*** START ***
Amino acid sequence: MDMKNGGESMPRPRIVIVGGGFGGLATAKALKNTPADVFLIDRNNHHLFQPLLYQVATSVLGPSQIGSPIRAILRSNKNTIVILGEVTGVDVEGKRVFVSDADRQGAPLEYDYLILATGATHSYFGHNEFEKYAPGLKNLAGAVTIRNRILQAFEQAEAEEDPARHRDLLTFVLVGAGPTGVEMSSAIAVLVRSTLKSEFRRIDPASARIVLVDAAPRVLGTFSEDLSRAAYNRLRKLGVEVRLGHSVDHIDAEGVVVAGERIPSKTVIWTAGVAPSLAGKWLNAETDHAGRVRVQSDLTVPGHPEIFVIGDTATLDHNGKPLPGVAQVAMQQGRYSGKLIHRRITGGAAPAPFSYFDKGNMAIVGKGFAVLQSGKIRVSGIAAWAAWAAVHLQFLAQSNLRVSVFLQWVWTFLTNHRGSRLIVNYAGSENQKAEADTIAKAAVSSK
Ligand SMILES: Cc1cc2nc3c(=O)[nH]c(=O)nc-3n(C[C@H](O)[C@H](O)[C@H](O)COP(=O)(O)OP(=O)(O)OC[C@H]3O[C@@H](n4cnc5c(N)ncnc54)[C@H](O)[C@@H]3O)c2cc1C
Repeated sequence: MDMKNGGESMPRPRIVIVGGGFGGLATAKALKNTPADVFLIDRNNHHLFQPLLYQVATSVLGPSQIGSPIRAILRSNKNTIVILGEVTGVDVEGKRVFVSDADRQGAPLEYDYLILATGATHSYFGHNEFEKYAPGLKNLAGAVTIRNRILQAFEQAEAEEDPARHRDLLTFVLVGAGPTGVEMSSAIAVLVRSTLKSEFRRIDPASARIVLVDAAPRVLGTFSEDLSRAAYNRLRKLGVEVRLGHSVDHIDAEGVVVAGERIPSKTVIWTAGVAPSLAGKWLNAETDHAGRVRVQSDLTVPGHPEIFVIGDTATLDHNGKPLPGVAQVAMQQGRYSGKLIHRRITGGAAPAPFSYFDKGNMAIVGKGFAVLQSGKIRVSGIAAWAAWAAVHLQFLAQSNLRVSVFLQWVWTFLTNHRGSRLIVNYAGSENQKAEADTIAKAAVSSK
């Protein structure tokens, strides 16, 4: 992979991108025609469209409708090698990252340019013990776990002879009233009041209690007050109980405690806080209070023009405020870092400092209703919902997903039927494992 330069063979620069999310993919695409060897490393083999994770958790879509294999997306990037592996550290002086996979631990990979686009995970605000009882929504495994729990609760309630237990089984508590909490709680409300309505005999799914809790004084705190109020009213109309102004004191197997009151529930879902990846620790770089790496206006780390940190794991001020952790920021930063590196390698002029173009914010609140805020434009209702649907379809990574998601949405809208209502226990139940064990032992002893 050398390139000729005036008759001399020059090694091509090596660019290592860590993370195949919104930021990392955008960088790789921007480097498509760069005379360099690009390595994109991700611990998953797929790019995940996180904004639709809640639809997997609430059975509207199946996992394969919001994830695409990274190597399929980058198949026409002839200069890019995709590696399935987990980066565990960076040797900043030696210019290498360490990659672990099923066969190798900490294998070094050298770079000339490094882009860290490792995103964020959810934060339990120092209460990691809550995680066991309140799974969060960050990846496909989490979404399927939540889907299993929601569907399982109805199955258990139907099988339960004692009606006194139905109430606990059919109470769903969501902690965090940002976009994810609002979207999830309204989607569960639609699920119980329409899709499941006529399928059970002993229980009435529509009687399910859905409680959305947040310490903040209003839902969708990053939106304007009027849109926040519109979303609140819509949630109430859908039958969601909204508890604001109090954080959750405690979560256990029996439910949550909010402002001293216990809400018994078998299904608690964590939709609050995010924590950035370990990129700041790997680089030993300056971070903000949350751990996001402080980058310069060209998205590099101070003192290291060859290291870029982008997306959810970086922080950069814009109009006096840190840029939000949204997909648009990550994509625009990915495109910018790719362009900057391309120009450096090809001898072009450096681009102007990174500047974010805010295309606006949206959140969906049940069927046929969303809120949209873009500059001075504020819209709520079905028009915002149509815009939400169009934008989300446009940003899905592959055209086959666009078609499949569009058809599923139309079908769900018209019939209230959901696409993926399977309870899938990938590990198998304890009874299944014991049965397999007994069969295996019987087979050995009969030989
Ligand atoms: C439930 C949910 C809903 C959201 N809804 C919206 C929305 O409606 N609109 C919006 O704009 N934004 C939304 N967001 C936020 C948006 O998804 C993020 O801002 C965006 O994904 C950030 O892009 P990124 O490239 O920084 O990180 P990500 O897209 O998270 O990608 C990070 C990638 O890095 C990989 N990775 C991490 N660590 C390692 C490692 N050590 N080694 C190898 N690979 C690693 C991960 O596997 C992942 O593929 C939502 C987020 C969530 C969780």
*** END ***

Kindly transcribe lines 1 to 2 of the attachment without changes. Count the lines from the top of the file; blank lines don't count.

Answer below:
Amino acid sequence: MDMKNGGESMPRPRIVIVGGGFGGLATAKALKNTPADVFLIDRNNHHLFQPLLYQVATSVLGPSQIGSPIRAILRSNKNTIVILGEVTGVDVEGKRVFVSDADRQGAPLEYDYLILATGATHSYFGHNEFEKYAPGLKNLAGAVTIRNRILQAFEQAEAEEDPARHRDLLTFVLVGAGPTGVEMSSAIAVLVRSTLKSEFRRIDPASARIVLVDAAPRVLGTFSEDLSRAAYNRLRKLGVEVRLGHSVDHIDAEGVVVAGERIPSKTVIWTAGVAPSLAGKWLNAETDHAGRVRVQSDLTVPGHPEIFVIGDTATLDHNGKPLPGVAQVAMQQGRYSGKLIHRRITGGAAPAPFSYFDKGNMAIVGKGFAVLQSGKIRVSGIAAWAAWAAVHLQFLAQSNLRVSVFLQWVWTFLTNHRGSRLIVNYAGSENQKAEADTIAKAAVSSK
Ligand SMILES: Cc1cc2nc3c(=O)[nH]c(=O)nc-3n(C[C@H](O)[C@H](O)[C@H](O)COP(=O)(O)OP(=O)(O)OC[C@H]3O[C@@H](n4cnc5c(N)ncnc54)[C@H](O)[C@@H]3O)c2cc1C